How to make time-lapse videos on iPad

Methods used to capture time-lapse videos of drawing and painting on an iPad, to show an artwork’s progression.

Most of my iPad time-lapse videos were made using Reflector1 to record the screen. With editing done later to adjust timing, include music, and add overlays in Adobe AfterEffects.

Screen recording

Apple has built screen recording directly into iPadOS and iOS, allowing you to capture the screen directly on device without needing any other software or hardware.

Screen recording settings screen on iPadOS

You can also capture the iPad’s screen on a Mac using the QuickTime Player app by selecting the New Movie Recording option from the File menu.

New recording menu option in QuickTime Player on macOS

Then changing from the built-in FaceTime camera to an iPad or iPhone connected to your Mac via Lightning cable.

Selecting iPad Pro as camera source in QuickTime Player on macOS

Recording iPad’s screen on macOS with QuickTime Player for macOS

Slideshow time-lapse

My earlier attempts were more slideshow2 than time-lapse. I’d manually take a screenshot3 of the screen every few seconds, bring import into the Photos app (previouly iPhoto), then create selected a Create Slideshow from the File menu to convert hundreds of images into a QuickTime movie.

Create a new slideshow in the Photos app on macOS

These movies weren’t the greatest since you couldn’t see any of the physical marks happening. But still neat to see a drawings progression in a low tech kind of way.

Apps like Procreate have taken this a step further by integrating time-lapse recording into their software. Each stroke, transform, and edit are recorded and able to view and export at any time.

View of Procreate’s time-lapse recording action menu on top of a black and white painting of a woman in the bath.

Traditional time-lapse

My preferred method of creating iPad time-lapses would be to record off device at select intervals. Meaning, having a setup where I’m able to capture myself, the work area, and the iPad all in view at once. There’s so much more value there since you can see fingers or styli interacting with the iPad.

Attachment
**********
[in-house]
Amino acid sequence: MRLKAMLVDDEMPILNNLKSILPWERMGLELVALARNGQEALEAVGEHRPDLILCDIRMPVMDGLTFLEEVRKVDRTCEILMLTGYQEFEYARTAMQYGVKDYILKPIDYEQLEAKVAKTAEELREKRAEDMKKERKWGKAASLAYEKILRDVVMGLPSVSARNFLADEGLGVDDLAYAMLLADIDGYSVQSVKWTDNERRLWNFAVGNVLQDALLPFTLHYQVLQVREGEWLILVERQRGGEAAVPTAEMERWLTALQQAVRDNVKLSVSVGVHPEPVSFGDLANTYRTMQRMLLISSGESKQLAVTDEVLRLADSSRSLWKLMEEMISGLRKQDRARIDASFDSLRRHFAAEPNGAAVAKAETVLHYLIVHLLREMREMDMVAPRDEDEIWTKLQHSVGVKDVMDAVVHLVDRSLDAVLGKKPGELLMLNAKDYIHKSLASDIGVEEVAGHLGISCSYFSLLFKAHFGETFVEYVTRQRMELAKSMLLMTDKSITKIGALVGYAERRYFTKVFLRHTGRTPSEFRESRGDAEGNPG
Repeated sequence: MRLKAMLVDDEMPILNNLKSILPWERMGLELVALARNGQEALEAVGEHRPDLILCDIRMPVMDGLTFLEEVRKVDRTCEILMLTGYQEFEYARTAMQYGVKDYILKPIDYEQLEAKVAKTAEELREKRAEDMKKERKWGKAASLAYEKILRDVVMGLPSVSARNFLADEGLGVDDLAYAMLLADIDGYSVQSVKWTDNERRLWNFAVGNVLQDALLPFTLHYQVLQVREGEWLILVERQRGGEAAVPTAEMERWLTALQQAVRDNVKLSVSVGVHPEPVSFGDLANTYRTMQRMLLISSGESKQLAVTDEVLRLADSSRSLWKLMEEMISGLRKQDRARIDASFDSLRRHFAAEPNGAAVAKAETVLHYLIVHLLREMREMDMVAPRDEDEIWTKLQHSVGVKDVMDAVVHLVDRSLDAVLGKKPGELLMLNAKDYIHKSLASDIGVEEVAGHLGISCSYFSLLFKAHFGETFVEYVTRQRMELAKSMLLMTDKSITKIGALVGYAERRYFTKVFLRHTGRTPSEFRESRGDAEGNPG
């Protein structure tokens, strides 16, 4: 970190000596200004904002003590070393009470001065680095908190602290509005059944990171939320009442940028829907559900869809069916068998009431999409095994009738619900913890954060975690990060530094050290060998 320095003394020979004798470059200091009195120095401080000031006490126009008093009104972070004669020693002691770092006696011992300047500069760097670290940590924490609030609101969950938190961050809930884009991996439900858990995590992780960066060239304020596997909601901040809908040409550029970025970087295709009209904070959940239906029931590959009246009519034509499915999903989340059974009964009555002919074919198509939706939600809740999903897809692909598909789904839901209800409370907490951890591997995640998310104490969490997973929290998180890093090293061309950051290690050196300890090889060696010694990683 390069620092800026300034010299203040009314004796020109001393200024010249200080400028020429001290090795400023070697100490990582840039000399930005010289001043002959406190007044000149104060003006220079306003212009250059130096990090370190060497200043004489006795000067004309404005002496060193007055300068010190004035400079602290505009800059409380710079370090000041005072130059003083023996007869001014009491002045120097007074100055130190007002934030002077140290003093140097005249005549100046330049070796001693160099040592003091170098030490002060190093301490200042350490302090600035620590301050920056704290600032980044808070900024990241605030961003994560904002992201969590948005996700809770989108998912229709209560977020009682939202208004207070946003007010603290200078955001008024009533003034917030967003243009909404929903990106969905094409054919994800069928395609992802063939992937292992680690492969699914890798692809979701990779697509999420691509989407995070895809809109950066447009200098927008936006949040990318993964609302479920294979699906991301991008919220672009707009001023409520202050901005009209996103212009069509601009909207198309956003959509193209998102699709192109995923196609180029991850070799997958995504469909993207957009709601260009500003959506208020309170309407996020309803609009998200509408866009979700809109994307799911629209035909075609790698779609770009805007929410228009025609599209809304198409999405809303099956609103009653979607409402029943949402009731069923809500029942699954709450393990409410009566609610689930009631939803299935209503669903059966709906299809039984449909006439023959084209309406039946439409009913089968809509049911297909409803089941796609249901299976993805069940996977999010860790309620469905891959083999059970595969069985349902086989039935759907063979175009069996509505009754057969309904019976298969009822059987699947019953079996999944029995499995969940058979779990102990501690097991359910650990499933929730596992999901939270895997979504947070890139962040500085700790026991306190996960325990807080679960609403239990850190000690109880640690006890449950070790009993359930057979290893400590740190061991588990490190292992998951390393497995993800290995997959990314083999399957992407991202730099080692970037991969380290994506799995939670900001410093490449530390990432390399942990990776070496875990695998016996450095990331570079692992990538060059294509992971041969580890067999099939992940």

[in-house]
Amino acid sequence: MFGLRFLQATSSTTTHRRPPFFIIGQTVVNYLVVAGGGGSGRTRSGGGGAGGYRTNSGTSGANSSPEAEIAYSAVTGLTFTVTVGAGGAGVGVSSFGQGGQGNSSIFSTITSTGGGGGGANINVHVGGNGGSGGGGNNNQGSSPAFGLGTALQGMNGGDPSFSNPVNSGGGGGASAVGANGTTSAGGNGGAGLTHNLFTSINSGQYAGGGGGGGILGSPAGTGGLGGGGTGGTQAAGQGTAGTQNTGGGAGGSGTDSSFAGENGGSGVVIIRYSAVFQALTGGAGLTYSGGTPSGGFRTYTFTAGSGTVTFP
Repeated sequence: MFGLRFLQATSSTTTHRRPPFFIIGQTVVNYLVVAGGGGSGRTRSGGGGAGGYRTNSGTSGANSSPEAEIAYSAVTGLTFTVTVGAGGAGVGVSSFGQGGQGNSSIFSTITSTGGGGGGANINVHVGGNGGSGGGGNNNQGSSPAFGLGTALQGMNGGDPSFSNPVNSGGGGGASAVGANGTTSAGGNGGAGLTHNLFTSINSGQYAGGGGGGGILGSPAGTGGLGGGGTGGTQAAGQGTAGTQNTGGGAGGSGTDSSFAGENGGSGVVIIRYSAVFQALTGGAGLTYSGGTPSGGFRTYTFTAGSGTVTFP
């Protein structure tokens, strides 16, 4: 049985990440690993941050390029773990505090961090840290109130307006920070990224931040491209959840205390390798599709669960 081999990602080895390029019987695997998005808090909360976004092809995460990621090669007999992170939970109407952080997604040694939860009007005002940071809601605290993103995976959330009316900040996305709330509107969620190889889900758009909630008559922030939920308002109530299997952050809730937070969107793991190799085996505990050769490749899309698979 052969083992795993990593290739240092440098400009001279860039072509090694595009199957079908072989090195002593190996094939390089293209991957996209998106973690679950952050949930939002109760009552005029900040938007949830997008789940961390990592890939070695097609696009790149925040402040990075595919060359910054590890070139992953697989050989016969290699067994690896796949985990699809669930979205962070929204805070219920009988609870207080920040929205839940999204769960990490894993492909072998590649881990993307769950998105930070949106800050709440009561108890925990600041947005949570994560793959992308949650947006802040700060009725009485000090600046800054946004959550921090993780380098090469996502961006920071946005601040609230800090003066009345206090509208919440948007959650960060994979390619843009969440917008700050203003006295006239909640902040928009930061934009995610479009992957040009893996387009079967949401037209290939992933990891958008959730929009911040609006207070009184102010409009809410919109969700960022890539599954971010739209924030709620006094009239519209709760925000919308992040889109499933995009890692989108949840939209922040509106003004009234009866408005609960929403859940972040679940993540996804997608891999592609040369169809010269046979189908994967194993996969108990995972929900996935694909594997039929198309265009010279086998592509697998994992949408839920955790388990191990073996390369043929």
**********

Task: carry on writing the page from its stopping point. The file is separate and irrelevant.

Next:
I’ve experimented with traditional time-lapse photography using the following tools to record a drawing session:

YouTube Video

I’ve had mixed results with the final videos as removing glare from the iPad’s screen is a real challenge. If my work environment was more controlled and I had a studio lighting setup, the results would be more impressive I’m sure.

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  3. To take a screenshot, press iPad’s power and volume up buttons at the same time. For older models with a home button, press the iPad’s power and home buttons at the same time. If done correctly a thumbnail image will appear on screen after a sound of the camera’s shutter closing plays. ↩︎ is a participant in the Amazon Services LLC Associates Program, an affiliate advertising program designed to provide a means to earn fees when linking to and affiliated sites. For full details read the complete disclosure policy.


The path to iPad Pro

Convincing myself that I need an iPad Pro and Apple Pencil to fulfill all my digital illustration needs.